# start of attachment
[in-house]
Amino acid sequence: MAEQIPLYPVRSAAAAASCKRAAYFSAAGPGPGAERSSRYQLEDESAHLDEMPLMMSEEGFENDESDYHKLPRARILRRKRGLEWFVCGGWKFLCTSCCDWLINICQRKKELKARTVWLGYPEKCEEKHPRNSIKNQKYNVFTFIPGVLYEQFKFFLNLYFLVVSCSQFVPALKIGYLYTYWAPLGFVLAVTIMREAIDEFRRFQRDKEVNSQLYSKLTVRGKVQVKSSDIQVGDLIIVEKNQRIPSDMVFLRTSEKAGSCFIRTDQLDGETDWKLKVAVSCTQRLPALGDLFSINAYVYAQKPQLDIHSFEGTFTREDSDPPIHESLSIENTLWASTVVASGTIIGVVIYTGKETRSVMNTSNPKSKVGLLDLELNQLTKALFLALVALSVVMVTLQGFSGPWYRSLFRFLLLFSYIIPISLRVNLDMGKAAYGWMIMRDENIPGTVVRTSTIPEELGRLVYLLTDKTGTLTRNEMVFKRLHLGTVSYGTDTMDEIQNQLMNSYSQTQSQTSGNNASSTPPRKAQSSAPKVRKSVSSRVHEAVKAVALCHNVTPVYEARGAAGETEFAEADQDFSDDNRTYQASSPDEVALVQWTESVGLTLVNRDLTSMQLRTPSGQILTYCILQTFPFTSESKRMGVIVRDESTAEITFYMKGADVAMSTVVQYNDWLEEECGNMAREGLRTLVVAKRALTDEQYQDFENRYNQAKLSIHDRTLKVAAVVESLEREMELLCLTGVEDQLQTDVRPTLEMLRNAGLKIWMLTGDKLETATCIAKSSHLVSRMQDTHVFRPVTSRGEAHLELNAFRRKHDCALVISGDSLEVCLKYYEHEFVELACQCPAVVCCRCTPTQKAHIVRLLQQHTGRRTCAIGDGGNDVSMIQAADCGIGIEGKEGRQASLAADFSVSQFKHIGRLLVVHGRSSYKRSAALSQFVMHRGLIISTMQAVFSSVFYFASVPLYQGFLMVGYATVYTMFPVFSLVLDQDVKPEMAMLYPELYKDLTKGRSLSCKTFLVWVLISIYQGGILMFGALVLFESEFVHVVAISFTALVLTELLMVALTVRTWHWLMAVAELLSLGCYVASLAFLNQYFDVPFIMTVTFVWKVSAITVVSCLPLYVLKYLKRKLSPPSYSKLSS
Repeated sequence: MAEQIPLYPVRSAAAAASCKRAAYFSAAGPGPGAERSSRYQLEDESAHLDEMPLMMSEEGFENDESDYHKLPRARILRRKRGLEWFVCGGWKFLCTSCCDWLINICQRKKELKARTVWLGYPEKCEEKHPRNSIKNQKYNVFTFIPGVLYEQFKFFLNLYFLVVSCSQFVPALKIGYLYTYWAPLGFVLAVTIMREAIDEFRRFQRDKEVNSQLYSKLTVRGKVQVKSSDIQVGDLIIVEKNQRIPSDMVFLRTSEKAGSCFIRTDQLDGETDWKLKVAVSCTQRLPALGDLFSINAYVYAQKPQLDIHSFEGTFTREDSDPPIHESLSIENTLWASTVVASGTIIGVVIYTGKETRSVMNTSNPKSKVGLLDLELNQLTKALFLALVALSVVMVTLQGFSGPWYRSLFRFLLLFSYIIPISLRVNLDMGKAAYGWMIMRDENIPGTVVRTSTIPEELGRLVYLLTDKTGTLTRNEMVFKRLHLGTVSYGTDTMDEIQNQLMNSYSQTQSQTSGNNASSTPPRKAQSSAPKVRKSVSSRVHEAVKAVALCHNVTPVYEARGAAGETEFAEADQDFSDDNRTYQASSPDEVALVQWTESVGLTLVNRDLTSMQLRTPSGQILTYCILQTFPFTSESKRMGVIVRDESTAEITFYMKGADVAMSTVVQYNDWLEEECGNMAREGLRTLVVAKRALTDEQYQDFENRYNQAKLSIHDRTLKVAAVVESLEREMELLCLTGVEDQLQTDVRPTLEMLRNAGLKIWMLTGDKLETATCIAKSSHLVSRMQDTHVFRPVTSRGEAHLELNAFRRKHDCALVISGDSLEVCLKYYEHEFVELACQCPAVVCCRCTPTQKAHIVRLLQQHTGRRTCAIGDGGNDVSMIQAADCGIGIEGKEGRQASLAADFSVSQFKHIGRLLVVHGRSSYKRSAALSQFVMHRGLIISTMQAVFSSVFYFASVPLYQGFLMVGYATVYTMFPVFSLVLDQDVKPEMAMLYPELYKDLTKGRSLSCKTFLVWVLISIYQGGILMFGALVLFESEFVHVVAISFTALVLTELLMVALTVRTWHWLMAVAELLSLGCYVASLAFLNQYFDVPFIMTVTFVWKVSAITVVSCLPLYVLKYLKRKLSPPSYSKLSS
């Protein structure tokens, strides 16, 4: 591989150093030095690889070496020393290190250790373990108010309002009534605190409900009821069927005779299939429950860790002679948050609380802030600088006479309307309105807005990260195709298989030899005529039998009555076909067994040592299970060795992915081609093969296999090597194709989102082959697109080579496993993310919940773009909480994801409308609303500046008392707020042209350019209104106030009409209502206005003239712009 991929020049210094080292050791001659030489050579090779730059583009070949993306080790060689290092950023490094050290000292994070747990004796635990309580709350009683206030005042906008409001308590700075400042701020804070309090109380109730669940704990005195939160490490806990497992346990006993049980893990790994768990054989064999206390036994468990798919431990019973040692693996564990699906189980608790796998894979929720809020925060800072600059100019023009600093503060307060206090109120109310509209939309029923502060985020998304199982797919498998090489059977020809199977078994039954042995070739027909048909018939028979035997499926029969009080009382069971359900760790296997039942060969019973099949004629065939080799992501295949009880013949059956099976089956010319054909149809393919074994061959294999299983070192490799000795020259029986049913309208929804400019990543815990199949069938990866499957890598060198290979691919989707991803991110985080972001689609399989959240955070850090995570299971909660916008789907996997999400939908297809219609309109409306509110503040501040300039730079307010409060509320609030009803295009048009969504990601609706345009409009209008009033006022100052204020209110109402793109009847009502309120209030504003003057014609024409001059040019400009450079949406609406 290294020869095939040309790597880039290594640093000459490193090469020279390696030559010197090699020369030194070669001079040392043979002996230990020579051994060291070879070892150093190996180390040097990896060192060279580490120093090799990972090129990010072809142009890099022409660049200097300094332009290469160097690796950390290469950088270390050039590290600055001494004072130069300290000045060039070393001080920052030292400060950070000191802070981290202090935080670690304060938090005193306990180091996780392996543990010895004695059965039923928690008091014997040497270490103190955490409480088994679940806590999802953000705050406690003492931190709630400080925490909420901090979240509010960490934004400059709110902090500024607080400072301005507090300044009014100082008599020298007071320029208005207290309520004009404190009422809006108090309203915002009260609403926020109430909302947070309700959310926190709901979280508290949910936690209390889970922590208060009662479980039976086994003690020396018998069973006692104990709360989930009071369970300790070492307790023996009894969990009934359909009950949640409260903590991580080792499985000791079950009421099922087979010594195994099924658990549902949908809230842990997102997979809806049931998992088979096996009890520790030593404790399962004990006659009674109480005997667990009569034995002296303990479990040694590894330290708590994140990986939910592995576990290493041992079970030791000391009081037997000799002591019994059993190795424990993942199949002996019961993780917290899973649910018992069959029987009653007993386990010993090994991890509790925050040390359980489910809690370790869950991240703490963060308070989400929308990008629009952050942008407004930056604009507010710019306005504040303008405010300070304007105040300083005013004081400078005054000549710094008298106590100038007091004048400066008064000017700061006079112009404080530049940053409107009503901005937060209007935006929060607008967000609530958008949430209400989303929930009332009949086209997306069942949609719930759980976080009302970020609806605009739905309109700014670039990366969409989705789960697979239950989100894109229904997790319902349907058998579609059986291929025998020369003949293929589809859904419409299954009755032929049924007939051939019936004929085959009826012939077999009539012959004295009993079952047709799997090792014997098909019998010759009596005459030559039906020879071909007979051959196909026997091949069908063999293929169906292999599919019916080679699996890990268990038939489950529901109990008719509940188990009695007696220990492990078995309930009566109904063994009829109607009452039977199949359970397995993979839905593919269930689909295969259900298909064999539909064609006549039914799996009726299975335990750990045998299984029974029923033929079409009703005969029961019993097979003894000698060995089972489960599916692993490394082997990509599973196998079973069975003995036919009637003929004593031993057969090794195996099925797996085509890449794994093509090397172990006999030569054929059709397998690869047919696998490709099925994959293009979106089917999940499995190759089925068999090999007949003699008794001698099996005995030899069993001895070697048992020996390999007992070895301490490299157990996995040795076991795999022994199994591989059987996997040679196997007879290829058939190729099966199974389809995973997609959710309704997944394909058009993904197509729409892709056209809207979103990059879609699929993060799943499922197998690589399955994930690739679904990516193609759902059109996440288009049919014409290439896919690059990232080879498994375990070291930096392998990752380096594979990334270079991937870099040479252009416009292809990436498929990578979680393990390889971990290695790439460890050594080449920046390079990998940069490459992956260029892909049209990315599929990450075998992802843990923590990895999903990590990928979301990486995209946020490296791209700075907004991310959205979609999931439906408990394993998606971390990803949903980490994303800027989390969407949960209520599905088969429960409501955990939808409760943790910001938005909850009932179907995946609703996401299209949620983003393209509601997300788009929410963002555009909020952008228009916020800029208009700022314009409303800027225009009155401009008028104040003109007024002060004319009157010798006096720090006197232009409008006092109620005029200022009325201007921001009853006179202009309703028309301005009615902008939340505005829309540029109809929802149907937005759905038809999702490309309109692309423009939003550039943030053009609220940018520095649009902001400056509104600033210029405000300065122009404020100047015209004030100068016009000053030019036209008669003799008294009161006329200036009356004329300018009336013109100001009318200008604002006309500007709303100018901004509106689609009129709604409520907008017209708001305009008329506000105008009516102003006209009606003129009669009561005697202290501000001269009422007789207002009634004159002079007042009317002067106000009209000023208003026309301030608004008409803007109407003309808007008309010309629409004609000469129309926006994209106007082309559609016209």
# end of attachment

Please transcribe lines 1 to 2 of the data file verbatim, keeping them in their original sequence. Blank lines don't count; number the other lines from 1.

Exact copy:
[in-house]
Amino acid sequence: MAEQIPLYPVRSAAAAASCKRAAYFSAAGPGPGAERSSRYQLEDESAHLDEMPLMMSEEGFENDESDYHKLPRARILRRKRGLEWFVCGGWKFLCTSCCDWLINICQRKKELKARTVWLGYPEKCEEKHPRNSIKNQKYNVFTFIPGVLYEQFKFFLNLYFLVVSCSQFVPALKIGYLYTYWAPLGFVLAVTIMREAIDEFRRFQRDKEVNSQLYSKLTVRGKVQVKSSDIQVGDLIIVEKNQRIPSDMVFLRTSEKAGSCFIRTDQLDGETDWKLKVAVSCTQRLPALGDLFSINAYVYAQKPQLDIHSFEGTFTREDSDPPIHESLSIENTLWASTVVASGTIIGVVIYTGKETRSVMNTSNPKSKVGLLDLELNQLTKALFLALVALSVVMVTLQGFSGPWYRSLFRFLLLFSYIIPISLRVNLDMGKAAYGWMIMRDENIPGTVVRTSTIPEELGRLVYLLTDKTGTLTRNEMVFKRLHLGTVSYGTDTMDEIQNQLMNSYSQTQSQTSGNNASSTPPRKAQSSAPKVRKSVSSRVHEAVKAVALCHNVTPVYEARGAAGETEFAEADQDFSDDNRTYQASSPDEVALVQWTESVGLTLVNRDLTSMQLRTPSGQILTYCILQTFPFTSESKRMGVIVRDESTAEITFYMKGADVAMSTVVQYNDWLEEECGNMAREGLRTLVVAKRALTDEQYQDFENRYNQAKLSIHDRTLKVAAVVESLEREMELLCLTGVEDQLQTDVRPTLEMLRNAGLKIWMLTGDKLETATCIAKSSHLVSRMQDTHVFRPVTSRGEAHLELNAFRRKHDCALVISGDSLEVCLKYYEHEFVELACQCPAVVCCRCTPTQKAHIVRLLQQHTGRRTCAIGDGGNDVSMIQAADCGIGIEGKEGRQASLAADFSVSQFKHIGRLLVVHGRSSYKRSAALSQFVMHRGLIISTMQAVFSSVFYFASVPLYQGFLMVGYATVYTMFPVFSLVLDQDVKPEMAMLYPELYKDLTKGRSLSCKTFLVWVLISIYQGGILMFGALVLFESEFVHVVAISFTALVLTELLMVALTVRTWHWLMAVAELLSLGCYVASLAFLNQYFDVPFIMTVTFVWKVSAITVVSCLPLYVLKYLKRKLSPPSYSKLSS